Ocean’s Eleven was well received by critics and audiences – and it led to Soderbergh directing his first sequel. But Ocean’s Twelve wasn’t what most people expect from a sequel: it’s a self-aware deconstruction of the first film and its genre, it’s both a riff and a comment on the tropes of heist movies, with more than a dash of the French nouvelle vague – and it succeeded in alienating a considerable part of its audience with its in-your-face, self-referential postmodernism. I don’t think I’ve seen many sequels that have generated as much resentment and anger as Ocean’s Twelve, and that includes even The Rise of Skywalker. So Soderbergh, who was nonetheless asked to return for yet another sequel, gave us Ocean’s Thirteen, a film that mollified some of the people who threw things at the screen when they saw Ocean’s Twelve – and, in my opinion, it’s one of Soderbergh’s least interesting films by far. It was what heist movies are at their worst – a tired retread of familiar tropes – that wasn’t even saved by the considerable charms of the cast. I’ll have to rewatch the film at some point to see whether it warranted my disdain, but at the time Ocean’s Thirteen felt like an overt admission that the series had run its course.
But while Soderbergh may have been tired of Danny Ocean & Co, he wasn’t tired of the heist genre, and with Logan Lucky he showed audiences that he still knew how to have fun with a bunch of ne’er-do-wells with a very particular set of skills – but where the criminals of the Ocean’s series never looked like there was any financial need motivating their casino shenanigans (after all, the heist to end all heists in Ocean’s Eleven was motivated not by money but by Danny Ocean wanting to win back his ex), Logan Lucky‘s thieves were far from the heist nobility of the earlier movies. The film is about a bunch of blue-collar workers planning a heist during a North Carolina NASCAR race – which is about as far as one can get from the billion-dollar businesses glitzy, gaudy Las Vegas. And the change in scenery is reflected in the freshness of the film. Where Soderbergh had fun with a maximalist approach to the genre tropes in Ocean’s Eleven and with subverting them in Ocean’s Twelve (albeit at the displeasure of some of the movie’s audiences), and where his filmmaking came across as repetitive and rote with Ocean’s Thirteen, he found his directorial mojo again with Logan Lucky… and it’s probably good that the film’s success nonetheless haven’t led to a sequel. In 2018, there was an all-female spin-off of the Ocean’s movies, Ocean’s 8, with a similarly star-studded cast, but Soderbergh only served as one of the producers; there is also talk of a prequel set in ’60s Europe, and even of a possible Ocean’s Fourteen.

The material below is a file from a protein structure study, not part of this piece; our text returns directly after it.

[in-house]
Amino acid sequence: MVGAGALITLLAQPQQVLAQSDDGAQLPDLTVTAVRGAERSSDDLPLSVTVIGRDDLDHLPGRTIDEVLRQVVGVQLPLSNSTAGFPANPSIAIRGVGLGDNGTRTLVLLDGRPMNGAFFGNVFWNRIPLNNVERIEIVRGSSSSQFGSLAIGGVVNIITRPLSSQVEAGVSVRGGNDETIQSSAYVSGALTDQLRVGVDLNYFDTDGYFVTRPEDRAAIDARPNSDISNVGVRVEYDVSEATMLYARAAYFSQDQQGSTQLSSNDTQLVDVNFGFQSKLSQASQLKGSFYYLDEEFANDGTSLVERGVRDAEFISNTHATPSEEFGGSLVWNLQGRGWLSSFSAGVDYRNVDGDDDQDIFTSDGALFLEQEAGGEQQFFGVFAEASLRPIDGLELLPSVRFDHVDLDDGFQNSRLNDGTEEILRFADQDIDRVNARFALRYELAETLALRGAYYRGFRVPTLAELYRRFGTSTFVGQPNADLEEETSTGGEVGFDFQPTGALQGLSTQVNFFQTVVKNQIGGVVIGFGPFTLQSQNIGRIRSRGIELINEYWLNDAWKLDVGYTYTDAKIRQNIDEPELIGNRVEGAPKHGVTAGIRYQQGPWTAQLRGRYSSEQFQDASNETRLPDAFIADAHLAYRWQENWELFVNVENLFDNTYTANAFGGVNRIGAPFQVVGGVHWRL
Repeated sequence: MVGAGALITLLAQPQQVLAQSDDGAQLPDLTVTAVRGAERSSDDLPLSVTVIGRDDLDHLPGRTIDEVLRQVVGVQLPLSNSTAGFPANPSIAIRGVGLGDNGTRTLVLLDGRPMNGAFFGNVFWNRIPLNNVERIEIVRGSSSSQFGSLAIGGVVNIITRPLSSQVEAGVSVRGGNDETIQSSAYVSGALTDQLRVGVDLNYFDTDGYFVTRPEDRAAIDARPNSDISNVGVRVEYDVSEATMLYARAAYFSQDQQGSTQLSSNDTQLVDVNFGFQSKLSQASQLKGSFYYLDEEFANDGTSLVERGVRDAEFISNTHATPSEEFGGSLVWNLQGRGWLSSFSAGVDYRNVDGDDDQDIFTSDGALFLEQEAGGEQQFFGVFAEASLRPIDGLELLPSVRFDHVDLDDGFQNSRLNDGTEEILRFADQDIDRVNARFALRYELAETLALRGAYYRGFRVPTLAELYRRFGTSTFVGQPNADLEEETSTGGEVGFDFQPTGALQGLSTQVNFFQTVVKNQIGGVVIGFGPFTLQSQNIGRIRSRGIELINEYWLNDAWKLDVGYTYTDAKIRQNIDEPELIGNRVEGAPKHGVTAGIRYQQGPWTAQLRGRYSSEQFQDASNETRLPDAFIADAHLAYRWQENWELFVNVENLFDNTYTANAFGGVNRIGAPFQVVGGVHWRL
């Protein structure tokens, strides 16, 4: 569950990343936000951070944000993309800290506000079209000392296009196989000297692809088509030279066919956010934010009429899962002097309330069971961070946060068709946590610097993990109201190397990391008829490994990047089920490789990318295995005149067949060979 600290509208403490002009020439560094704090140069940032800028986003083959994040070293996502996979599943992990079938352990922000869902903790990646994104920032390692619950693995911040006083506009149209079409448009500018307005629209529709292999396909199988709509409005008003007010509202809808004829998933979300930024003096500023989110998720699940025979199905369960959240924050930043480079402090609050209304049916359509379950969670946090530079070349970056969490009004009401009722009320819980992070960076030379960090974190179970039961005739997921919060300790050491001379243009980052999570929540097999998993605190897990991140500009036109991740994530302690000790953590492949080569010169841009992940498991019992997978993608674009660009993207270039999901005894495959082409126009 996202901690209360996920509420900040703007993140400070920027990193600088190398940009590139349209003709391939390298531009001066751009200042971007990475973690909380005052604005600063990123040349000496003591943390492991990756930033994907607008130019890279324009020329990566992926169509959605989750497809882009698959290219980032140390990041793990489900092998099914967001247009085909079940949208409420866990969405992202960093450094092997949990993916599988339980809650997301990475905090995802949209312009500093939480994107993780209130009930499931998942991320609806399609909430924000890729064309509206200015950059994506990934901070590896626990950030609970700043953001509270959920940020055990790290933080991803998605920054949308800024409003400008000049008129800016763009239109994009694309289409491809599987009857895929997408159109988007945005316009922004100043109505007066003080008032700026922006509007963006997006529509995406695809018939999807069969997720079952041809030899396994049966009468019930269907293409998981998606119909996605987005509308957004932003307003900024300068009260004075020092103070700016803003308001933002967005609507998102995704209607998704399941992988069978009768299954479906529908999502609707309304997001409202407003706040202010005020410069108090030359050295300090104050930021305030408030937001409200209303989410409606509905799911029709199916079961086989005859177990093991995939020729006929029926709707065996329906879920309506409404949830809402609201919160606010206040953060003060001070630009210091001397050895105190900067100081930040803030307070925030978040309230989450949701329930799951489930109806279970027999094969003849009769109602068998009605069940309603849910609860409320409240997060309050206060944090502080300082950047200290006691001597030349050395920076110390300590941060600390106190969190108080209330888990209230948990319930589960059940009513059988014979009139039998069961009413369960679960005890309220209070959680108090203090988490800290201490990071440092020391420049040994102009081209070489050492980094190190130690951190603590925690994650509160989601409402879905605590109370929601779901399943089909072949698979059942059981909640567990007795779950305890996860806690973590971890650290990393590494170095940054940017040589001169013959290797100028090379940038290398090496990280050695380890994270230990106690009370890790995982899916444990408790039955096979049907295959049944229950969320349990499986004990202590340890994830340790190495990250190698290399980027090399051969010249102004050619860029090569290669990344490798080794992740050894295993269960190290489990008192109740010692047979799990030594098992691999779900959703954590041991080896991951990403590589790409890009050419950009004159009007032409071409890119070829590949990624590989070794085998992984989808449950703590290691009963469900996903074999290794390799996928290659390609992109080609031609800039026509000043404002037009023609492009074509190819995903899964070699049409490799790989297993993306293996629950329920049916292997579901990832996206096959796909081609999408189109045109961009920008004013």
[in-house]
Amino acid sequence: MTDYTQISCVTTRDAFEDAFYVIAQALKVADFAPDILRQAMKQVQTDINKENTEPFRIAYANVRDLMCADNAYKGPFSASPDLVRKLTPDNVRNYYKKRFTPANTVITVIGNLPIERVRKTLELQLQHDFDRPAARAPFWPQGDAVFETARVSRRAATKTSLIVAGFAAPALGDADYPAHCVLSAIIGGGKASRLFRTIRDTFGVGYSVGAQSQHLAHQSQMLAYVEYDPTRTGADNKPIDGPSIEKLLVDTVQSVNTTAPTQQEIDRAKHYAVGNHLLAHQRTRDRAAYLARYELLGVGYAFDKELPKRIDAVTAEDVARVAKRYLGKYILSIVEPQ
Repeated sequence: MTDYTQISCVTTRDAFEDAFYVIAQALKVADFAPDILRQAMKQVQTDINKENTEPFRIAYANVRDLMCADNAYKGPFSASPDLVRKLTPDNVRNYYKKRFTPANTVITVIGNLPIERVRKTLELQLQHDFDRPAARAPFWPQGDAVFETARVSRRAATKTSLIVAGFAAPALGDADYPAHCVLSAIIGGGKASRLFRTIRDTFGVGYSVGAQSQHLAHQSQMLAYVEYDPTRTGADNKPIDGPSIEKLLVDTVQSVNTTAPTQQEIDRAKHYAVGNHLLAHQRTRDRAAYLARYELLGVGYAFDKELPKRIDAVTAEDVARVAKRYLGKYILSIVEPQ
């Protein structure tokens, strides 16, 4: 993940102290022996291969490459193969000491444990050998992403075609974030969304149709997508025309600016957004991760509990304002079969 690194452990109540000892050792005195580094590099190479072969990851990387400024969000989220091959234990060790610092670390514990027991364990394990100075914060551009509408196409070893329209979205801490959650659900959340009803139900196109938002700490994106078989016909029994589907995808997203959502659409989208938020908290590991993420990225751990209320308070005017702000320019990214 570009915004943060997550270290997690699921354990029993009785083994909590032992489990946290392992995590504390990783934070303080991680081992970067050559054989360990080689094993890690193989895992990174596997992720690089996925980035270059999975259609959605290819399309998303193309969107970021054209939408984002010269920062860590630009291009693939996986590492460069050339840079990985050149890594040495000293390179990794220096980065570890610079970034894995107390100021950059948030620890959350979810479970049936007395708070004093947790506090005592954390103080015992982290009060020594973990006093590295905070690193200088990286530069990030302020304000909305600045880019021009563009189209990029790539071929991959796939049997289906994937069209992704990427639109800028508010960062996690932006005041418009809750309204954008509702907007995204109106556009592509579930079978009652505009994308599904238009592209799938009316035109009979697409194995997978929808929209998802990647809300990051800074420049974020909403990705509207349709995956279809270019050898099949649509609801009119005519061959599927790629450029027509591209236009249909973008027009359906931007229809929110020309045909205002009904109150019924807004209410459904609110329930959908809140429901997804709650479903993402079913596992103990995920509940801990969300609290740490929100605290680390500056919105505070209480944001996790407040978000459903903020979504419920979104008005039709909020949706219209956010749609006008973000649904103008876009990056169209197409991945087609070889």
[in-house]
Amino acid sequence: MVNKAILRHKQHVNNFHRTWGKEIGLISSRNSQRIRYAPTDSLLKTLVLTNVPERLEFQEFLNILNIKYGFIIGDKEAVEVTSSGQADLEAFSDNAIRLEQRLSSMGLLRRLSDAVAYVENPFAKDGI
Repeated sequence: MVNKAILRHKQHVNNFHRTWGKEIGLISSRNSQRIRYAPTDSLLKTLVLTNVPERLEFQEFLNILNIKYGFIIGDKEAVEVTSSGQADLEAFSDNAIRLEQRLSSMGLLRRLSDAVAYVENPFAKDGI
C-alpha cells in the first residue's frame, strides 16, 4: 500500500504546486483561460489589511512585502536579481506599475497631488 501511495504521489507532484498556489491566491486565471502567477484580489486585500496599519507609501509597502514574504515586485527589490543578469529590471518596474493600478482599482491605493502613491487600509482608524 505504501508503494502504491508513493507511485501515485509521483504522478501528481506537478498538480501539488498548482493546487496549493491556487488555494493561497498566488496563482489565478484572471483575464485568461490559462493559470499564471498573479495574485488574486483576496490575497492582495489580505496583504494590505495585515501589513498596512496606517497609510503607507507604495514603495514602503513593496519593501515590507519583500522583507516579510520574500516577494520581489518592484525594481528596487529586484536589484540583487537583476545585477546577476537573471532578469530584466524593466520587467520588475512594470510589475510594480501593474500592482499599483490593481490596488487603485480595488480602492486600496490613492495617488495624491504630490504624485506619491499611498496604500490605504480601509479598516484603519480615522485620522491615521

I can see why Soderbergh is attracted to the genre: the director enjoys making films about people who are good at what they do, and he loves being playful with genre, taking conventions and expectations and turning them on their head in fun ways. It is conceivable that he could do so in another Ocean’s sequel – but, honestly, if Logan Lucky is anything to go by, while Soderbergh is free to keep playing in that particular genre sandbox, it’s better for everyone if he finds new toys to do so. Unless he were to find a fun way of doing a heist film that is also a swan song for the heist film, the ultimate meta deconstruction that’s sure to tick off even more people than Ocean’s Twelve. A Watchmen of heist films (who heists the heisters?), perhaps, or Casino in the Woods. Or is the solution perhaps more obvious than that in this day and age? A crossover extravaganza to fit in with recent eat-the-rich trends in Hollywood? Ocean vs Logan – breaking into a cinema near you very soon!